Living Reading v. Original Reading
The Dobbs ruling marks a significant shift in how SCOTUS is reading the Constitution. A change from what is known as a living reading to what is known as the original reading. Through the Dobbs ruling, the court has rejected the theory of the living Constitution, which argues that the meaning of the document’s language changes as the beliefs and values of Americans evolve. This has been the prevailing means of reading the Constitution for the last 50 years. It is this view that has allowed for additional rights to emerge over time. These rights include abortion, privacy, and same-sex marriage.
The Supreme Court has now decided to read the Constitution using an originalist view. In the originalist view, the Constitution does not evolve without public approval unless it is officially amended. The justices’ job is to find out the original public meaning of the text, but they leave other issues to elected representatives.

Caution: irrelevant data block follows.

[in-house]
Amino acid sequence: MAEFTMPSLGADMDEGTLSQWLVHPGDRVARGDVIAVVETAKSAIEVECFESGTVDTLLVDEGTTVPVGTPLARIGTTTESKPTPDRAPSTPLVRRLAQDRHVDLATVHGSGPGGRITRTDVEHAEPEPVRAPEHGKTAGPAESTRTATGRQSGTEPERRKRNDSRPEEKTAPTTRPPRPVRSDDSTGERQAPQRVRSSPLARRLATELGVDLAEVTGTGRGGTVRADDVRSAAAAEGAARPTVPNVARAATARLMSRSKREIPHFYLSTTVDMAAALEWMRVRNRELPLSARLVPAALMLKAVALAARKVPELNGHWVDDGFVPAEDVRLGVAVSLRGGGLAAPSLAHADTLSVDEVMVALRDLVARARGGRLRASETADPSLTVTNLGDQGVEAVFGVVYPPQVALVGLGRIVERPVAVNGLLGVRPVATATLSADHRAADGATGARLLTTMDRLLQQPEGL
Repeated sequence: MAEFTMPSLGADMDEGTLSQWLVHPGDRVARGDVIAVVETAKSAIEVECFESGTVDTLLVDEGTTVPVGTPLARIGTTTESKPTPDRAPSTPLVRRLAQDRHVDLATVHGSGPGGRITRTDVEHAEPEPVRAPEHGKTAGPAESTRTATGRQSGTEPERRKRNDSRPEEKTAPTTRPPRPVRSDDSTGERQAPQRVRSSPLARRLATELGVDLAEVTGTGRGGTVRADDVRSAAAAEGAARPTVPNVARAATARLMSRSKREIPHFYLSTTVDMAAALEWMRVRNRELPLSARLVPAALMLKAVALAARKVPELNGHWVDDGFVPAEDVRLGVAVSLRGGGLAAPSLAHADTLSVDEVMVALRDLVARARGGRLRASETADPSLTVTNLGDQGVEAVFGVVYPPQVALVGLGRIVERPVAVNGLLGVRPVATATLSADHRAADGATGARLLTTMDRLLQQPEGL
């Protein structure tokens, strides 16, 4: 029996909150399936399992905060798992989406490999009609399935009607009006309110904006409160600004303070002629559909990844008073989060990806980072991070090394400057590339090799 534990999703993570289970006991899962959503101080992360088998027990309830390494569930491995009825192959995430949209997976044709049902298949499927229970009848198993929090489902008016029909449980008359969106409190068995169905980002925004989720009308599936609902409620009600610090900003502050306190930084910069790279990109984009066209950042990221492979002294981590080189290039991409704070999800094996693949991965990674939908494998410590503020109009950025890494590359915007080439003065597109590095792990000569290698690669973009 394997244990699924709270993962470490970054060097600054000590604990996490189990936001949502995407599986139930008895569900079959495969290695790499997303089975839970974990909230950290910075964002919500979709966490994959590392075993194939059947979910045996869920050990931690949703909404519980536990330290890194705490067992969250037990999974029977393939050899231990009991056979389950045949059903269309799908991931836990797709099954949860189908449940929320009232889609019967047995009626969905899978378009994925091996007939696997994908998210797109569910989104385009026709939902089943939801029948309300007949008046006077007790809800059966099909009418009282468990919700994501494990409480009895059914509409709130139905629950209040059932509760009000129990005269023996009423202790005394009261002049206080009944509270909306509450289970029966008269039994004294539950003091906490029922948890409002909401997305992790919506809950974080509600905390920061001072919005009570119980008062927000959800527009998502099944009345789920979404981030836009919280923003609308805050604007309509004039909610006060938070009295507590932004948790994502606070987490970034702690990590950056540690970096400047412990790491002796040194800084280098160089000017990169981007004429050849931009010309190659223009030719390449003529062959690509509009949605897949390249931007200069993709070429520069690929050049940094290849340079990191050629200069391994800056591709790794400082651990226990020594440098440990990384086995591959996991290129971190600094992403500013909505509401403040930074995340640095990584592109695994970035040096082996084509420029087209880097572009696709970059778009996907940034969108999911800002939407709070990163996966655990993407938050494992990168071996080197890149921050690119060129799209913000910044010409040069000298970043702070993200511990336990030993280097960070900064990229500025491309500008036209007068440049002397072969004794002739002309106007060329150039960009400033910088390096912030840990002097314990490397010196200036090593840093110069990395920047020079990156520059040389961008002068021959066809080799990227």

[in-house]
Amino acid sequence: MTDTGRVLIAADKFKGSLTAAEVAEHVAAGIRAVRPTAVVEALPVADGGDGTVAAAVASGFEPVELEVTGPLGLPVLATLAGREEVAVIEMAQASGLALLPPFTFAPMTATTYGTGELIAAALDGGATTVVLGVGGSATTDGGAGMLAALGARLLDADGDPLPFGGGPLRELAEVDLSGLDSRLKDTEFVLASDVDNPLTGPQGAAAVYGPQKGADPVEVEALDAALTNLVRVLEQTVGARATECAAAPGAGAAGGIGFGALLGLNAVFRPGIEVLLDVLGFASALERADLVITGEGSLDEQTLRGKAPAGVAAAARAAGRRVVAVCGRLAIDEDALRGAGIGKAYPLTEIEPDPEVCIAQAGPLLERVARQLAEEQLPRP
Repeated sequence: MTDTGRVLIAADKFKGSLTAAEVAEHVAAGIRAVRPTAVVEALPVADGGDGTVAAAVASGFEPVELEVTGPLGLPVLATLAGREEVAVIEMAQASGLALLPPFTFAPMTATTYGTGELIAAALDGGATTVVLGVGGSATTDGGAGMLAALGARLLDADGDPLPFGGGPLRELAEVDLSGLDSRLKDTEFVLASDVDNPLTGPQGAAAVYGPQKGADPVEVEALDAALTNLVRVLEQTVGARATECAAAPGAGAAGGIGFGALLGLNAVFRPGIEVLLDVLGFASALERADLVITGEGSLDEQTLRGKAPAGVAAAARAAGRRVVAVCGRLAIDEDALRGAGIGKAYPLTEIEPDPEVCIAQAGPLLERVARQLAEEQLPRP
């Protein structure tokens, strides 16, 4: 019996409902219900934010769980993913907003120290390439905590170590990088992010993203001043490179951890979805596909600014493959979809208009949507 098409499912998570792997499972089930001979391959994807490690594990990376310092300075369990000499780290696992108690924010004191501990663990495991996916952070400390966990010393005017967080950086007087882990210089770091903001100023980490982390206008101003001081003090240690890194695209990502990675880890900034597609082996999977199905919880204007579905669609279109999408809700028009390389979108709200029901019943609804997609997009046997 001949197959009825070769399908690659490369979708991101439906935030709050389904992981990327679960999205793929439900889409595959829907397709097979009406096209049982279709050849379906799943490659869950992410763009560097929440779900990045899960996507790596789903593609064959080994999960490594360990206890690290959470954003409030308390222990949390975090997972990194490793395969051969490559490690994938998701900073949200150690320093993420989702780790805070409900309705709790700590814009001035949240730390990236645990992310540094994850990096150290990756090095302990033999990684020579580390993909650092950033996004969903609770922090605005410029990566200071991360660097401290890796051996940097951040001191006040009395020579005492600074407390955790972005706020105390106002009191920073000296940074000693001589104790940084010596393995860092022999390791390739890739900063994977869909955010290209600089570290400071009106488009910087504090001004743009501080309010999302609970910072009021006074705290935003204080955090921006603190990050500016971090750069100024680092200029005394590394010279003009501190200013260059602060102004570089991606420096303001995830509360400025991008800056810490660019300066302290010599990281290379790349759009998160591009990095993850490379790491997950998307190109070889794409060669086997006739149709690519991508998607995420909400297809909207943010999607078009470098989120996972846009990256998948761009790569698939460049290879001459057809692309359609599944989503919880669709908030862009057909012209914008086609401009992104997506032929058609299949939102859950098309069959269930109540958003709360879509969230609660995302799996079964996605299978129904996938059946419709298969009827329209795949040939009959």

What Is Substantive Due Process?
The principle of substantive due process is the protection of fundamental rights from government interference, as guaranteed by the Fifth and Fourteenth Amendments. The Fifth and Fourteenth Amendments bar the government from depriving any individual of life, liberty, or property without due process of law. The Fifth Amendment applies to federal activities, and the Fourteenth applies to state activities.
Through the Supreme Courts’ overturning of Roe v. Wade, the unenumerated rights that were previously understood by the living reading of the Constitution and guaranteed to citizens of the United States through the principle of substantive due process are now under threat.